As you read the reviews on Bookshop Talk, you'll notice that every review is positive. No, we're not a bunch of literary
pushovers who love everything we pick up; we just see no point in telling you about a book if we didn't like it.

January 20, 2012

A DISCOVERY OF WITCHES, by Deborah Harkness, 2011

Deep in the stacks of Oxford's Bodleian Library, young scholar Diana Bishop unwittingly calls up a bewitched alchemical manuscript in the course of her research. Descended from an old and distinguished line of witches, Diana wants nothing to do with sorcery; so after a furtive glance and a few notes, she banishes the book to the stacks. But her discovery sets a fantastical underworld stirring, and a horde of daemons, witches, and vampires soon descends upon the library. Diana has stumbled upon a coveted treasure lost for centuries-and she is the only creature who can break its spell. (Goodreads)

Reviewed by Laura Madsen, mom, veterinarian and writer

Dr. Diana Bishop is a visiting scholar at Oxford. As a historian of science, her research focuses on sixteenth-century alchemists. She spends her days in the university library, translating ancient illuminated manuscripts. She’s also a witch, descended from a powerful family burned in Salem, but avoids using any magic. One day she calls a rare manuscript from the stacks and recognizes its magic but quickly sends it back. The entire paranormal community starts hounding her, and she learns that the manuscript has been thought lost for over a century. Allegedly the manuscript reveals the origins of the four races on this planet: magical witches; cool, ageless, predatory vampires; artistic, mad daemons; and blissfully unaware humans.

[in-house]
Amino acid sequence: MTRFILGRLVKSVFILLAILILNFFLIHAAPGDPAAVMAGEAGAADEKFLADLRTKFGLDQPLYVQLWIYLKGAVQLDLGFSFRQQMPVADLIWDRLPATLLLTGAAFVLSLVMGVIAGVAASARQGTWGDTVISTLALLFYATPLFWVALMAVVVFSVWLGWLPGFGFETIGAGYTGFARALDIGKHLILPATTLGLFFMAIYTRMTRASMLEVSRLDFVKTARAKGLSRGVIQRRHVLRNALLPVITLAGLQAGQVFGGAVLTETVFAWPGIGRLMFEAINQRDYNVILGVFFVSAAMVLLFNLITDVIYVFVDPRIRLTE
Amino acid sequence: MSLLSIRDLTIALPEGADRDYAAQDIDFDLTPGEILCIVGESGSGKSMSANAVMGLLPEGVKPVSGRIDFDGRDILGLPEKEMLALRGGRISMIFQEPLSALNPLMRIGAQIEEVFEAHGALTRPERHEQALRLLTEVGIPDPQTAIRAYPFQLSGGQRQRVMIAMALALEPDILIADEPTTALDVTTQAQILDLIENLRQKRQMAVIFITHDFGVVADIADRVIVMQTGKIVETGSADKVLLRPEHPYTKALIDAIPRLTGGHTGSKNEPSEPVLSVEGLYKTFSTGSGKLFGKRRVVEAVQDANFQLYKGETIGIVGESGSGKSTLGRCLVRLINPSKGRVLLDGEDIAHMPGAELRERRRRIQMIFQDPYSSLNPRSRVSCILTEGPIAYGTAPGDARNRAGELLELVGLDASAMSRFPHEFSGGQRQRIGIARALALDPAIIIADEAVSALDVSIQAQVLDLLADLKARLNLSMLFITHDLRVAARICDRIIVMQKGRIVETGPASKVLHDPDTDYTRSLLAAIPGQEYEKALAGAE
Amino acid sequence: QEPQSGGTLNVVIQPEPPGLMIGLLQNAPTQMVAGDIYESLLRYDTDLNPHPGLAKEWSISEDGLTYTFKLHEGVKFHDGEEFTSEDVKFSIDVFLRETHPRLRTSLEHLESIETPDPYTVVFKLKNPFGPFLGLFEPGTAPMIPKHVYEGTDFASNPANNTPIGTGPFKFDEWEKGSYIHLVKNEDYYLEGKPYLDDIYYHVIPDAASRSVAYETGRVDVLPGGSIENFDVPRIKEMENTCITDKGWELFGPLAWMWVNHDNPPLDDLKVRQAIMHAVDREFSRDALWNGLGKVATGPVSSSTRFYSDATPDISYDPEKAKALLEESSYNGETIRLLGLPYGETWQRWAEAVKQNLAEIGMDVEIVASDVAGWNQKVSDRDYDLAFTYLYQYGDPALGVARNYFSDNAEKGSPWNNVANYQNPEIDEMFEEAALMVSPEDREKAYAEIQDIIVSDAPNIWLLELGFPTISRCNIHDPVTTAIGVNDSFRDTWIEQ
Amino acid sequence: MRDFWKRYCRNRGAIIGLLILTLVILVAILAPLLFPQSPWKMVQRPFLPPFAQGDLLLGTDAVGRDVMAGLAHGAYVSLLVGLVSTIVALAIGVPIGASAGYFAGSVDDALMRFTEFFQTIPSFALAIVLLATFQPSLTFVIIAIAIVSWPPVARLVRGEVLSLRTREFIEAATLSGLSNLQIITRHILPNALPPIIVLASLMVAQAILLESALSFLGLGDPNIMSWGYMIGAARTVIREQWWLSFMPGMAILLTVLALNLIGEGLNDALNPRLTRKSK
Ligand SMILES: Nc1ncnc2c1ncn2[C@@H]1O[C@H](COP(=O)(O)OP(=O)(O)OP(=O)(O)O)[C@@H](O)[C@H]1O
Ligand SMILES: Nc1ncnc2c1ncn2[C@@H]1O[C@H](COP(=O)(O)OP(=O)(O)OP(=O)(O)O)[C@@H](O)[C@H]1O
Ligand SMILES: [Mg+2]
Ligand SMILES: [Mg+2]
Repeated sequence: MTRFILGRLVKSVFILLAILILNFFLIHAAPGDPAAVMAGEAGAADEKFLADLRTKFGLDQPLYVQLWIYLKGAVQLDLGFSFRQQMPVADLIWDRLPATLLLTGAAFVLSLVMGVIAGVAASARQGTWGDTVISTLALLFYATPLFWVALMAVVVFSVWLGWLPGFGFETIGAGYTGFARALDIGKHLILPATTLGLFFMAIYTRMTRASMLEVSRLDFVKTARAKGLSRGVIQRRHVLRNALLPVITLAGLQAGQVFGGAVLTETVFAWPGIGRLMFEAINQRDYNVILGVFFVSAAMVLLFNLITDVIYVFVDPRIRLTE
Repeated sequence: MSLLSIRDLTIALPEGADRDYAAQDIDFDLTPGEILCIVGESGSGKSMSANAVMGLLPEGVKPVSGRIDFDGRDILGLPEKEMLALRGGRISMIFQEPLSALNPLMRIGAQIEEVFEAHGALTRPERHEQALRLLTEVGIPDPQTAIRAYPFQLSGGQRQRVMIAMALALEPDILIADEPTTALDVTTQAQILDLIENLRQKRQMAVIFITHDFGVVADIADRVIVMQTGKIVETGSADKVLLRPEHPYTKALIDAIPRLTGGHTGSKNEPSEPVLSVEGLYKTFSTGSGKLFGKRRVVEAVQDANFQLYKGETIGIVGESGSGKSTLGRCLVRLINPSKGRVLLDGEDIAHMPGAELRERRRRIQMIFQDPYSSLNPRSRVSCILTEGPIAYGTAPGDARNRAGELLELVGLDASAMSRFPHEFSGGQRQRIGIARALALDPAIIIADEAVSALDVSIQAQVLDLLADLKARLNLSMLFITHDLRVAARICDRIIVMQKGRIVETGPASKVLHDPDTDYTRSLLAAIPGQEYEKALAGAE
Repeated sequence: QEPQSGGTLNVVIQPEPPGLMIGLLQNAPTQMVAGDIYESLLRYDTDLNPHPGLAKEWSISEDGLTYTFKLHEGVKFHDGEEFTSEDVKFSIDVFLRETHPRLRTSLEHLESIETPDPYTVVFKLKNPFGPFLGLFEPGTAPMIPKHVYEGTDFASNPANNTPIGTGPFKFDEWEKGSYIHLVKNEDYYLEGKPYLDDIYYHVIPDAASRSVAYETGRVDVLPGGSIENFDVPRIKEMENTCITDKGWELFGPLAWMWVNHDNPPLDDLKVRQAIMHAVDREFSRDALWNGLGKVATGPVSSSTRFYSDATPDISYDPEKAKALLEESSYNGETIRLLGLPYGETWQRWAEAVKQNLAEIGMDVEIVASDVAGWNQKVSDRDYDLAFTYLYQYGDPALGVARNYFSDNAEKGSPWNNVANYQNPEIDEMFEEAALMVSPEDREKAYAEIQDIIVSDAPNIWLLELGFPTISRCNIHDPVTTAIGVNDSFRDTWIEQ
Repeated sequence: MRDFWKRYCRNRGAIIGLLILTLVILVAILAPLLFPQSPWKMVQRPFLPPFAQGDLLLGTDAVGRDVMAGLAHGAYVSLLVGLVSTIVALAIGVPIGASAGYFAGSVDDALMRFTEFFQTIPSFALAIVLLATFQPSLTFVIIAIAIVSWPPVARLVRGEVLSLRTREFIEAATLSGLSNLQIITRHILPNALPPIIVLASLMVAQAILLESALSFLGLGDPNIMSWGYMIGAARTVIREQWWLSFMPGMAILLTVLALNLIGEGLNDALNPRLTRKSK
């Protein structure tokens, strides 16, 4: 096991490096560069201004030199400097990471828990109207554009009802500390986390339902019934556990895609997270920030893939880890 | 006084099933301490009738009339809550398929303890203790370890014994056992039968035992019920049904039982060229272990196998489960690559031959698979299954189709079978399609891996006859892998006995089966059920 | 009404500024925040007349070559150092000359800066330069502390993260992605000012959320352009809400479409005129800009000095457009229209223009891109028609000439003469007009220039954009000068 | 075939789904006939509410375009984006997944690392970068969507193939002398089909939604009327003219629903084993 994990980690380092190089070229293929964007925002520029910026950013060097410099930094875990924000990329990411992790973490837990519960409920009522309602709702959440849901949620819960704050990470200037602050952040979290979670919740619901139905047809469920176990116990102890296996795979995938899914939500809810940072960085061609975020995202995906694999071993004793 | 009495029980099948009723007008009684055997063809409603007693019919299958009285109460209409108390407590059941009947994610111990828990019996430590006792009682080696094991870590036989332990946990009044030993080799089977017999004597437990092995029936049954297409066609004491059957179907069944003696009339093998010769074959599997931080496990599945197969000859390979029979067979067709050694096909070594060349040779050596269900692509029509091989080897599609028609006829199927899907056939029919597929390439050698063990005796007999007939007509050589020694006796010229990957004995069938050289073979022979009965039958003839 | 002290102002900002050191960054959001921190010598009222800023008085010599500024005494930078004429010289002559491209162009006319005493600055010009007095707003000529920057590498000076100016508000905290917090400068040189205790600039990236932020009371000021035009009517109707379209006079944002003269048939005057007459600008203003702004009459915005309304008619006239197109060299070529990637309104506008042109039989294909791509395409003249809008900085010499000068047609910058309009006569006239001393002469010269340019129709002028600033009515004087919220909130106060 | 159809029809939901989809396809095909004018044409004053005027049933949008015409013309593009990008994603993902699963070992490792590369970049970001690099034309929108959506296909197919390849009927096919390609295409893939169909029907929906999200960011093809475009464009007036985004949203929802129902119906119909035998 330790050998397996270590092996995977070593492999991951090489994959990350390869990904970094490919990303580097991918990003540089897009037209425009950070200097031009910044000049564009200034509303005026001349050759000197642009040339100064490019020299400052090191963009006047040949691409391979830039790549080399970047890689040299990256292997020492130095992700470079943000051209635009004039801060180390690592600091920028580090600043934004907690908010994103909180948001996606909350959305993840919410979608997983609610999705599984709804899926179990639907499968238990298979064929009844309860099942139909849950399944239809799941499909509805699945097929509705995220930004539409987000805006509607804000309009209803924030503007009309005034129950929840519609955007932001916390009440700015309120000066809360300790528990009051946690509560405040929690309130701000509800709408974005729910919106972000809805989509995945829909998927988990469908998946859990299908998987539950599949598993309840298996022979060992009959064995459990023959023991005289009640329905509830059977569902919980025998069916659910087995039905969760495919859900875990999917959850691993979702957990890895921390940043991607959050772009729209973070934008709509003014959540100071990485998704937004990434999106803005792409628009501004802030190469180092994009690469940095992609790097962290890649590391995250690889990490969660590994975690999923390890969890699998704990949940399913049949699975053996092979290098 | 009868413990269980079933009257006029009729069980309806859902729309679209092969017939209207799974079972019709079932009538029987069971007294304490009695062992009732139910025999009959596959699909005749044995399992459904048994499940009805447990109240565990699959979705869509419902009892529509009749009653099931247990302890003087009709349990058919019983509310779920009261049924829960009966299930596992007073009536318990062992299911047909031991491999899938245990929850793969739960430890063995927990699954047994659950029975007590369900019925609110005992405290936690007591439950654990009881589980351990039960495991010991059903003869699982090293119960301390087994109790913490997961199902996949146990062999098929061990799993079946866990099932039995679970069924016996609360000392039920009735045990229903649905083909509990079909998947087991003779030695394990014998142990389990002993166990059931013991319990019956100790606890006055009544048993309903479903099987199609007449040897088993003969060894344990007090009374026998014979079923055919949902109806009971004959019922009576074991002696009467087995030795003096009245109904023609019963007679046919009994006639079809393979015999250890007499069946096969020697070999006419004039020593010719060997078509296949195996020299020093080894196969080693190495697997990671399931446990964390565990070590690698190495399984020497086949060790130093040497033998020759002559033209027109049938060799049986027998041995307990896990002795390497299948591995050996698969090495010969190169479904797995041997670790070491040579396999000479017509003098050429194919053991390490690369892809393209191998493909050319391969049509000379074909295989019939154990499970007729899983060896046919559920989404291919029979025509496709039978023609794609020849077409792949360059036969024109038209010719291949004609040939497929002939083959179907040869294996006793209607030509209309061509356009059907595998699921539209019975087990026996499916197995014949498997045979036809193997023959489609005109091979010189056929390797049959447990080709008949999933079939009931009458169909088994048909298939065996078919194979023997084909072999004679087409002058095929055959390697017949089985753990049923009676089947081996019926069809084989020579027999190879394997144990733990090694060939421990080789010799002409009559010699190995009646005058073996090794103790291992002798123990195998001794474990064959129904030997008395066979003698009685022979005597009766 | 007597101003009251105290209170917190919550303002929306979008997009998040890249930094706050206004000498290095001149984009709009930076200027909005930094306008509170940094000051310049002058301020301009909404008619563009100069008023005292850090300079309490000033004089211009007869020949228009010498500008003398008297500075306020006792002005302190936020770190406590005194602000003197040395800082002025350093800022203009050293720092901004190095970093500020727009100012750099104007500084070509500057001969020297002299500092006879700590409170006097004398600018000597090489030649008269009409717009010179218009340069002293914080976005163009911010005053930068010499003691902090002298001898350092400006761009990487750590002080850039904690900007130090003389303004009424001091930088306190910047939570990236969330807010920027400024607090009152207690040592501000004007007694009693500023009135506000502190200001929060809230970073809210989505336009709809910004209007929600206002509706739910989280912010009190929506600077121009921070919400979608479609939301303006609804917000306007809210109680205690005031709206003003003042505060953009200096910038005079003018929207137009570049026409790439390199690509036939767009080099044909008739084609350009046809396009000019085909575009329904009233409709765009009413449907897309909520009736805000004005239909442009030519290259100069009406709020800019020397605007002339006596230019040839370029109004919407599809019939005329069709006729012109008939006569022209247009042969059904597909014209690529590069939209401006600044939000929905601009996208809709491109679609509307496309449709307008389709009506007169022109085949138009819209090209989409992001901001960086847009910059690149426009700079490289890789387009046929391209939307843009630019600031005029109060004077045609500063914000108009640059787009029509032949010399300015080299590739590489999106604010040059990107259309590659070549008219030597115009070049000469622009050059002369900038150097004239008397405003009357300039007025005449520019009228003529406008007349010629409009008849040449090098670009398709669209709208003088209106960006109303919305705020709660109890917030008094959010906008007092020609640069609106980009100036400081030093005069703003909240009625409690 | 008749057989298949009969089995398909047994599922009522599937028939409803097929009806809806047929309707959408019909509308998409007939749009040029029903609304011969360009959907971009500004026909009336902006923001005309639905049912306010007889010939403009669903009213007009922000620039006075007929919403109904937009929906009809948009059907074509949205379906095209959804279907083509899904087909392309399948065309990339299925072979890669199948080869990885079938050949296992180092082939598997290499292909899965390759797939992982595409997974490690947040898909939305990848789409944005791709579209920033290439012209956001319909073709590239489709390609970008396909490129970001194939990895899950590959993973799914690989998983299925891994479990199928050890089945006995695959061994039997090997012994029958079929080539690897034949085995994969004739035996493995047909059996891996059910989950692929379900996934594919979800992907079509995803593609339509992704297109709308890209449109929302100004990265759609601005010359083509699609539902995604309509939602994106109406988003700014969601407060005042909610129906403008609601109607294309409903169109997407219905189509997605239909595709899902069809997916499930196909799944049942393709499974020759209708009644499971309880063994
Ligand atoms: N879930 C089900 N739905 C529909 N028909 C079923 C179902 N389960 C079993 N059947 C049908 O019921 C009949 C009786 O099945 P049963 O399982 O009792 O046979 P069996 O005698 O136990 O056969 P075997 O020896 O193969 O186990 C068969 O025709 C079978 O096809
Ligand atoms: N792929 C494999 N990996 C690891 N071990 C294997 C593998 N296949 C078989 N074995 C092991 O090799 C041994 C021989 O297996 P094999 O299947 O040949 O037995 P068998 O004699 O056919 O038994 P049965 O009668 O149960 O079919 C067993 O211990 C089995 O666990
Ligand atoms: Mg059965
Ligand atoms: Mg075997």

One paranormal creature who is drawn to her is Dr. Matthew Clairmont: brilliant scientist, wine connoisseur, and gorgeous vampire. They fight over library space and bicker their way into falling in love. He does what he can to protect her, but fellow witches and vampires close in, intent on probing Diana’s magical abilities and her connection to the lost manuscript.

The story is exciting, with twists and turns, violence and romance. Deborah Harkness, a historian herself, successfully weaves together alchemy, witchcraft, evolution, mitochondrial DNA, wolf behavior, mythology, religion and history. The settings are beautifully described, from the libraries and boathouses of Oxford to the magical Bishop home in New England, and the descriptions of tea, wine, and English breakfasts (piled high with toast, eggs, sausage and fried tomatoes) are crave-inducing.

Most of the chapters are written in first person, from Diana’s point of view, but a few chapters are in third person, following other characters, primarily Matthew. Normally, when authors switch between first- and third-person it drives me nuts, but in this case I loved the story and characters so much that I am willing to overlook the point of view changes!

My only complaint is that the novel is the first of a trilogy so I must wait to find out what happens next.

Market: Adult fiction (paranormal)
Language: mild
Sensuality: moderate
Violence: explicit
Adult themes: betrayal, murder, torture, sex, kidnapping

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